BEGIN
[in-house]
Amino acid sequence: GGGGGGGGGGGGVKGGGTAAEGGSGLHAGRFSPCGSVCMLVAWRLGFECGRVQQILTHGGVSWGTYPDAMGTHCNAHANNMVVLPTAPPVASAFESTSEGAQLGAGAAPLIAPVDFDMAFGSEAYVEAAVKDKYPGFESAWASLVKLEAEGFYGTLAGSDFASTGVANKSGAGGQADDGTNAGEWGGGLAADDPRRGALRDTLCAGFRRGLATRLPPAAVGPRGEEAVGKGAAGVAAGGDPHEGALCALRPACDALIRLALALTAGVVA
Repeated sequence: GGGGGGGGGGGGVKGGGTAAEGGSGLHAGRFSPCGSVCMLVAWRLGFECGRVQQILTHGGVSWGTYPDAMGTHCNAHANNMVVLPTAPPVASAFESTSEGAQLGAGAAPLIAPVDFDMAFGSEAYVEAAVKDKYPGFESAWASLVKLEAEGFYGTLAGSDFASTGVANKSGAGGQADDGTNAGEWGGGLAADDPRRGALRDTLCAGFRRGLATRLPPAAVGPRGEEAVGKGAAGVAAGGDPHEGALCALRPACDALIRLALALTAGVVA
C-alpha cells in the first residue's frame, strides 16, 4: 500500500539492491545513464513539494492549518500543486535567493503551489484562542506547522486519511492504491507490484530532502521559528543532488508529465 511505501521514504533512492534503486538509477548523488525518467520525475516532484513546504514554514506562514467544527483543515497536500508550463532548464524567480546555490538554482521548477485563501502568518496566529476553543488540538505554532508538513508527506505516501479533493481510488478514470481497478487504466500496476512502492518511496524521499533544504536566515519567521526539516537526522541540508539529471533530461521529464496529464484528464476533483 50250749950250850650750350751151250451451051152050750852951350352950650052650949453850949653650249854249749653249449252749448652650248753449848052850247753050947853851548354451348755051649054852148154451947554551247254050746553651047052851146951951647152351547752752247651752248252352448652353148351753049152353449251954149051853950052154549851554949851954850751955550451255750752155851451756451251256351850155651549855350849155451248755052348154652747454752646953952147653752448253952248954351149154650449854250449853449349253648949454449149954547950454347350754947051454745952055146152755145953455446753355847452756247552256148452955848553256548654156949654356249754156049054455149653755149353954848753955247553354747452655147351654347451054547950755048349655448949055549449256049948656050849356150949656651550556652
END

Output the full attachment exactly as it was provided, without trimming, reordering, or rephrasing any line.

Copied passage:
[in-house]
Amino acid sequence: GGGGGGGGGGGGVKGGGTAAEGGSGLHAGRFSPCGSVCMLVAWRLGFECGRVQQILTHGGVSWGTYPDAMGTHCNAHANNMVVLPTAPPVASAFESTSEGAQLGAGAAPLIAPVDFDMAFGSEAYVEAAVKDKYPGFESAWASLVKLEAEGFYGTLAGSDFASTGVANKSGAGGQADDGTNAGEWGGGLAADDPRRGALRDTLCAGFRRGLATRLPPAAVGPRGEEAVGKGAAGVAAGGDPHEGALCALRPACDALIRLALALTAGVVA
Repeated sequence: GGGGGGGGGGGGVKGGGTAAEGGSGLHAGRFSPCGSVCMLVAWRLGFECGRVQQILTHGGVSWGTYPDAMGTHCNAHANNMVVLPTAPPVASAFESTSEGAQLGAGAAPLIAPVDFDMAFGSEAYVEAAVKDKYPGFESAWASLVKLEAEGFYGTLAGSDFASTGVANKSGAGGQADDGTNAGEWGGGLAADDPRRGALRDTLCAGFRRGLATRLPPAAVGPRGEEAVGKGAAGVAAGGDPHEGALCALRPACDALIRLALALTAGVVA
C-alpha cells in the first residue's frame, strides 16, 4: 500500500539492491545513464513539494492549518500543486535567493503551489484562542506547522486519511492504491507490484530532502521559528543532488508529465 511505501521514504533512492534503486538509477548523488525518467520525475516532484513546504514554514506562514467544527483543515497536500508550463532548464524567480546555490538554482521548477485563501502568518496566529476553543488540538505554532508538513508527506505516501479533493481510488478514470481497478487504466500496476512502492518511496524521499533544504536566515519567521526539516537526522541540508539529471533530461521529464496529464484528464476533483 50250749950250850650750350751151250451451051152050750852951350352950650052650949453850949653650249854249749653249449252749448652650248753449848052850247753050947853851548354451348755051649054852148154451947554551247254050746553651047052851146951951647152351547752752247651752248252352448652353148351753049152353449251954149051853950052154549851554949851954850751955550451255750752155851451756451251256351850155651549855350849155451248755052348154652747454752646953952147653752448253952248954351149154650449854250449853449349253648949454449149954547950454347350754947051454745952055146152755145953455446753355847452756247552256148452955848553256548654156949654356249754156049054455149653755149353954848753955247553354747452655147351654347451054547950755048349655448949055549449256049948656050849356150949656651550556652